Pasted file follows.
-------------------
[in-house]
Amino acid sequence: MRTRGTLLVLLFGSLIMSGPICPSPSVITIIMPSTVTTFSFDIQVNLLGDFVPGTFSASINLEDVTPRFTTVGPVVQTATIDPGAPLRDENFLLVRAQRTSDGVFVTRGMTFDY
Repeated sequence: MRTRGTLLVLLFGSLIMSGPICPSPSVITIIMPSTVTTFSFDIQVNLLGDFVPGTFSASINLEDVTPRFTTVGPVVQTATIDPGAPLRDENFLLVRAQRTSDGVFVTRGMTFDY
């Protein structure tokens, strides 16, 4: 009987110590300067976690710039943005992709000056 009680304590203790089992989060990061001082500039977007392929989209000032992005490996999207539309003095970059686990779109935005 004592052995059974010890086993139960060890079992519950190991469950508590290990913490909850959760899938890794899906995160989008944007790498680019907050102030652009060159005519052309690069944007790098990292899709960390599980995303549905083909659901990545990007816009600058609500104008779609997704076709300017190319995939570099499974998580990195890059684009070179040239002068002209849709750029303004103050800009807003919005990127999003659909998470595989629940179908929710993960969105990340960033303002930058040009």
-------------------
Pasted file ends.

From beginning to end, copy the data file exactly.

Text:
[in-house]
Amino acid sequence: MRTRGTLLVLLFGSLIMSGPICPSPSVITIIMPSTVTTFSFDIQVNLLGDFVPGTFSASINLEDVTPRFTTVGPVVQTATIDPGAPLRDENFLLVRAQRTSDGVFVTRGMTFDY
Repeated sequence: MRTRGTLLVLLFGSLIMSGPICPSPSVITIIMPSTVTTFSFDIQVNLLGDFVPGTFSASINLEDVTPRFTTVGPVVQTATIDPGAPLRDENFLLVRAQRTSDGVFVTRGMTFDY
């Protein structure tokens, strides 16, 4: 009987110590300067976690710039943005992709000056 009680304590203790089992989060990061001082500039977007392929989209000032992005490996999207539309003095970059686990779109935005 004592052995059974010890086993139960060890079992519950190991469950508590290990913490909850959760899938890794899906995160989008944007790498680019907050102030652009060159005519052309690069944007790098990292899709960390599980995303549905083909659901990545990007816009600058609500104008779609997704076709300017190319995939570099499974998580990195890059684009070179040239002068002209849709750029303004103050800009807003919005990127999003659909998470595989629940179908929710993960969105990340960033303002930058040009």